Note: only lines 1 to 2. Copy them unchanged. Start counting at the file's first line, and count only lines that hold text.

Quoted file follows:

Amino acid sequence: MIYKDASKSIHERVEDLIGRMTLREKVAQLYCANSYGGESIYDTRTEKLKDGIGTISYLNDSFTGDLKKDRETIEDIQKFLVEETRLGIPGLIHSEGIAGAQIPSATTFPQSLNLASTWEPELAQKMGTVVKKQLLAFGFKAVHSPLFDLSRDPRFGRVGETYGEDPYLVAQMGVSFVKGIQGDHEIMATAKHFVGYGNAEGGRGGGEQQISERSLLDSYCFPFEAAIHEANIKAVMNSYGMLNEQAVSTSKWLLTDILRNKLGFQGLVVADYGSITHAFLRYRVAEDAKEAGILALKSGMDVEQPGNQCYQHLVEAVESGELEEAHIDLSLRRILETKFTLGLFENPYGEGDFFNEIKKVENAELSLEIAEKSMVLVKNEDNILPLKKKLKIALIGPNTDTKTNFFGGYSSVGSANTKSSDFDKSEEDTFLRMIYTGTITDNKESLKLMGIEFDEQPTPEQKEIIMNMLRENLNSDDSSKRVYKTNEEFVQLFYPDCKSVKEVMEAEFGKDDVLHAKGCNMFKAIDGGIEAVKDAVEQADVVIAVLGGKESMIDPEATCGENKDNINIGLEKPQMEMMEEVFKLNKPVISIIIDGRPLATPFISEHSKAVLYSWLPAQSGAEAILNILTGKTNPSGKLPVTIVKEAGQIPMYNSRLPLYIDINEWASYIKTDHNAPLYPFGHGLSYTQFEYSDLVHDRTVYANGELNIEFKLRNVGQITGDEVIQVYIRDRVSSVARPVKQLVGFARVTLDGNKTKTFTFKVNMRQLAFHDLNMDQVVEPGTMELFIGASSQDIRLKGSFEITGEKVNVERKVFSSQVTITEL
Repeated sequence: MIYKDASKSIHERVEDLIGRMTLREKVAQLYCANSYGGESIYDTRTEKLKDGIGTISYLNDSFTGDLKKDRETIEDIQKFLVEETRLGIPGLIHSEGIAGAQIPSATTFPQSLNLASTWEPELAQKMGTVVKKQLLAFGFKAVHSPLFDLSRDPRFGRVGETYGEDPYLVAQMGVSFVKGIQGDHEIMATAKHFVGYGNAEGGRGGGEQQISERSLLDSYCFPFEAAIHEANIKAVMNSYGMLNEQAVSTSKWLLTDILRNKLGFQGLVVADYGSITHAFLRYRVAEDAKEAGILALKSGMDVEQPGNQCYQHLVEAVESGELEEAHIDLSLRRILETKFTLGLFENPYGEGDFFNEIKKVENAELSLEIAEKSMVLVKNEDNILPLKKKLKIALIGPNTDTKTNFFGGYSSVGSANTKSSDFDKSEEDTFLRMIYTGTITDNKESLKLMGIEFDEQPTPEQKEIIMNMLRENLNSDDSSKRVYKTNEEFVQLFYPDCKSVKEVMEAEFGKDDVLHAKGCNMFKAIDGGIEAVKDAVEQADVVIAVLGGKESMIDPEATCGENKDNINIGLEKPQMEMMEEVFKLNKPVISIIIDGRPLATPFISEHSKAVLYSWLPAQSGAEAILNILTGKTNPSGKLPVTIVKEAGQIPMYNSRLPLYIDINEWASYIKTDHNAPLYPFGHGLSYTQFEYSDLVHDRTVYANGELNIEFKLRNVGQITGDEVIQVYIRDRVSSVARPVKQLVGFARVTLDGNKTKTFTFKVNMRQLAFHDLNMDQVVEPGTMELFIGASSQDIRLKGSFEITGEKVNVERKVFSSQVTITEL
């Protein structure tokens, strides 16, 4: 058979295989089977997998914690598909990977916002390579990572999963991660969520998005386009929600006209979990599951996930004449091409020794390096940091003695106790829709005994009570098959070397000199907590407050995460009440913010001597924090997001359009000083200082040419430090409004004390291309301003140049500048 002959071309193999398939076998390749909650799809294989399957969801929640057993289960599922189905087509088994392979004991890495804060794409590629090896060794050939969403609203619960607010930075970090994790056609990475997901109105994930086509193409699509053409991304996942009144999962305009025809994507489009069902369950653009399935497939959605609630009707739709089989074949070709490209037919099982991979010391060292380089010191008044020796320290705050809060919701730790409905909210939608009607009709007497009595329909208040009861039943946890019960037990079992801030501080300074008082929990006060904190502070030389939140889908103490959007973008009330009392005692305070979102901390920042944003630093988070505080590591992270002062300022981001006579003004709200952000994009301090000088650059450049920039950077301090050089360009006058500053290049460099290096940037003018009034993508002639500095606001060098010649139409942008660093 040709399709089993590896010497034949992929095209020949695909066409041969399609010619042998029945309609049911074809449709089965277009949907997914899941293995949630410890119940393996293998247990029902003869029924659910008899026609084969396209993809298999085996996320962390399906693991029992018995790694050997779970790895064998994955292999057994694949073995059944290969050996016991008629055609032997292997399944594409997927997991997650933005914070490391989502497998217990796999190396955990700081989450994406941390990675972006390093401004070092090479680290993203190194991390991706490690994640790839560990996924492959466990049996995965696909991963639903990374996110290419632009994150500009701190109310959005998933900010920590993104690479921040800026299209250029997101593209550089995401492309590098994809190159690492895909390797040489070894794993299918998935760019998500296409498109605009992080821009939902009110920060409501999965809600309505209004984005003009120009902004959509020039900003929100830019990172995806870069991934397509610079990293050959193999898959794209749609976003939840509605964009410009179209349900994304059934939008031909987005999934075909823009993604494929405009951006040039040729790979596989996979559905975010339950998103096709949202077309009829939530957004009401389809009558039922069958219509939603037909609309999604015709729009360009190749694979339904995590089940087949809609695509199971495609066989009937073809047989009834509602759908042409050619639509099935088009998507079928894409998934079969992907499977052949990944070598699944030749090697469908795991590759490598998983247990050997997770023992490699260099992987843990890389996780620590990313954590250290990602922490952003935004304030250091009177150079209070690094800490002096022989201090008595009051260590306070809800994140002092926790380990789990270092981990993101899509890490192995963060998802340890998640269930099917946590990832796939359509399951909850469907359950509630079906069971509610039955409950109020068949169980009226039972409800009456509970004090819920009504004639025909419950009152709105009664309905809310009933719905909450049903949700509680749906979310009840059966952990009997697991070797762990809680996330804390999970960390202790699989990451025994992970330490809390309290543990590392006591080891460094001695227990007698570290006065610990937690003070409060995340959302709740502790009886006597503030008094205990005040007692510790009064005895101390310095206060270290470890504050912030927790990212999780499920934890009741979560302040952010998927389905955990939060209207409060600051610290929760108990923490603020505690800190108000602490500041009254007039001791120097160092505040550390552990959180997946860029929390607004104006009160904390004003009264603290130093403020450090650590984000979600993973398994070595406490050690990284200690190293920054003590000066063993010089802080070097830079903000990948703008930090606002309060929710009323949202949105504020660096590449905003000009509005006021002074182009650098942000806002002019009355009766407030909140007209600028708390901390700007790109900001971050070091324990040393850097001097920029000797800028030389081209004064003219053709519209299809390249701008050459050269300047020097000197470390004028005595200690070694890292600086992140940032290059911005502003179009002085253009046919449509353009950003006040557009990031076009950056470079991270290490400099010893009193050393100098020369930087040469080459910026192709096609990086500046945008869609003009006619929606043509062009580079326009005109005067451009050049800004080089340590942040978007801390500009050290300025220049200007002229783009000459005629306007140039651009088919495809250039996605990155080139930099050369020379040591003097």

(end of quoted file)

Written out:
Amino acid sequence: MIYKDASKSIHERVEDLIGRMTLREKVAQLYCANSYGGESIYDTRTEKLKDGIGTISYLNDSFTGDLKKDRETIEDIQKFLVEETRLGIPGLIHSEGIAGAQIPSATTFPQSLNLASTWEPELAQKMGTVVKKQLLAFGFKAVHSPLFDLSRDPRFGRVGETYGEDPYLVAQMGVSFVKGIQGDHEIMATAKHFVGYGNAEGGRGGGEQQISERSLLDSYCFPFEAAIHEANIKAVMNSYGMLNEQAVSTSKWLLTDILRNKLGFQGLVVADYGSITHAFLRYRVAEDAKEAGILALKSGMDVEQPGNQCYQHLVEAVESGELEEAHIDLSLRRILETKFTLGLFENPYGEGDFFNEIKKVENAELSLEIAEKSMVLVKNEDNILPLKKKLKIALIGPNTDTKTNFFGGYSSVGSANTKSSDFDKSEEDTFLRMIYTGTITDNKESLKLMGIEFDEQPTPEQKEIIMNMLRENLNSDDSSKRVYKTNEEFVQLFYPDCKSVKEVMEAEFGKDDVLHAKGCNMFKAIDGGIEAVKDAVEQADVVIAVLGGKESMIDPEATCGENKDNINIGLEKPQMEMMEEVFKLNKPVISIIIDGRPLATPFISEHSKAVLYSWLPAQSGAEAILNILTGKTNPSGKLPVTIVKEAGQIPMYNSRLPLYIDINEWASYIKTDHNAPLYPFGHGLSYTQFEYSDLVHDRTVYANGELNIEFKLRNVGQITGDEVIQVYIRDRVSSVARPVKQLVGFARVTLDGNKTKTFTFKVNMRQLAFHDLNMDQVVEPGTMELFIGASSQDIRLKGSFEITGEKVNVERKVFSSQVTITEL
Repeated sequence: MIYKDASKSIHERVEDLIGRMTLREKVAQLYCANSYGGESIYDTRTEKLKDGIGTISYLNDSFTGDLKKDRETIEDIQKFLVEETRLGIPGLIHSEGIAGAQIPSATTFPQSLNLASTWEPELAQKMGTVVKKQLLAFGFKAVHSPLFDLSRDPRFGRVGETYGEDPYLVAQMGVSFVKGIQGDHEIMATAKHFVGYGNAEGGRGGGEQQISERSLLDSYCFPFEAAIHEANIKAVMNSYGMLNEQAVSTSKWLLTDILRNKLGFQGLVVADYGSITHAFLRYRVAEDAKEAGILALKSGMDVEQPGNQCYQHLVEAVESGELEEAHIDLSLRRILETKFTLGLFENPYGEGDFFNEIKKVENAELSLEIAEKSMVLVKNEDNILPLKKKLKIALIGPNTDTKTNFFGGYSSVGSANTKSSDFDKSEEDTFLRMIYTGTITDNKESLKLMGIEFDEQPTPEQKEIIMNMLRENLNSDDSSKRVYKTNEEFVQLFYPDCKSVKEVMEAEFGKDDVLHAKGCNMFKAIDGGIEAVKDAVEQADVVIAVLGGKESMIDPEATCGENKDNINIGLEKPQMEMMEEVFKLNKPVISIIIDGRPLATPFISEHSKAVLYSWLPAQSGAEAILNILTGKTNPSGKLPVTIVKEAGQIPMYNSRLPLYIDINEWASYIKTDHNAPLYPFGHGLSYTQFEYSDLVHDRTVYANGELNIEFKLRNVGQITGDEVIQVYIRDRVSSVARPVKQLVGFARVTLDGNKTKTFTFKVNMRQLAFHDLNMDQVVEPGTMELFIGASSQDIRLKGSFEITGEKVNVERKVFSSQVTITEL